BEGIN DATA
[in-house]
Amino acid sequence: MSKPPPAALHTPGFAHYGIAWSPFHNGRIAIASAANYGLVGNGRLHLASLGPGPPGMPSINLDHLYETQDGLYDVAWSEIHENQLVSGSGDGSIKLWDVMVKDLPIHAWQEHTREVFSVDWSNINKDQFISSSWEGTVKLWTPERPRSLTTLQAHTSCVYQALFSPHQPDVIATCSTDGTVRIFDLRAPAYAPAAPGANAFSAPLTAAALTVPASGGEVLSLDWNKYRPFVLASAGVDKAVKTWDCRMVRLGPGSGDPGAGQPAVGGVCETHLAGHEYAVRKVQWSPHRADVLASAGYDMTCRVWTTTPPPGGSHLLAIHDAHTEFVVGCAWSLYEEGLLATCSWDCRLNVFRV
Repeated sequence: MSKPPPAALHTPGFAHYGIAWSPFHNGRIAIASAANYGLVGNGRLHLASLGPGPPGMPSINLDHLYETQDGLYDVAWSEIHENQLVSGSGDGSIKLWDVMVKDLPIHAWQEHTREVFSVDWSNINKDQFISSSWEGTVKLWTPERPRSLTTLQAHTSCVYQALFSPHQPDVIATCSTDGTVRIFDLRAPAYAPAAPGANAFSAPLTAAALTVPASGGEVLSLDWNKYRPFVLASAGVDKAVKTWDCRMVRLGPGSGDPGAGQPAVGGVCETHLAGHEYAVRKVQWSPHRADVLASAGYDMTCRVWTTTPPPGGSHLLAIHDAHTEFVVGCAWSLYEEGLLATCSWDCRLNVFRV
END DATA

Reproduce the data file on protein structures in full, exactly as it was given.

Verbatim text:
[in-house]
Amino acid sequence: MSKPPPAALHTPGFAHYGIAWSPFHNGRIAIASAANYGLVGNGRLHLASLGPGPPGMPSINLDHLYETQDGLYDVAWSEIHENQLVSGSGDGSIKLWDVMVKDLPIHAWQEHTREVFSVDWSNINKDQFISSSWEGTVKLWTPERPRSLTTLQAHTSCVYQALFSPHQPDVIATCSTDGTVRIFDLRAPAYAPAAPGANAFSAPLTAAALTVPASGGEVLSLDWNKYRPFVLASAGVDKAVKTWDCRMVRLGPGSGDPGAGQPAVGGVCETHLAGHEYAVRKVQWSPHRADVLASAGYDMTCRVWTTTPPPGGSHLLAIHDAHTEFVVGCAWSLYEEGLLATCSWDCRLNVFRV
Repeated sequence: MSKPPPAALHTPGFAHYGIAWSPFHNGRIAIASAANYGLVGNGRLHLASLGPGPPGMPSINLDHLYETQDGLYDVAWSEIHENQLVSGSGDGSIKLWDVMVKDLPIHAWQEHTREVFSVDWSNINKDQFISSSWEGTVKLWTPERPRSLTTLQAHTSCVYQALFSPHQPDVIATCSTDGTVRIFDLRAPAYAPAAPGANAFSAPLTAAALTVPASGGEVLSLDWNKYRPFVLASAGVDKAVKTWDCRMVRLGPGSGDPGAGQPAVGGVCETHLAGHEYAVRKVQWSPHRADVLASAGYDMTCRVWTTTPPPGGSHLLAIHDAHTEFVVGCAWSLYEEGLLATCSWDCRLNVFRV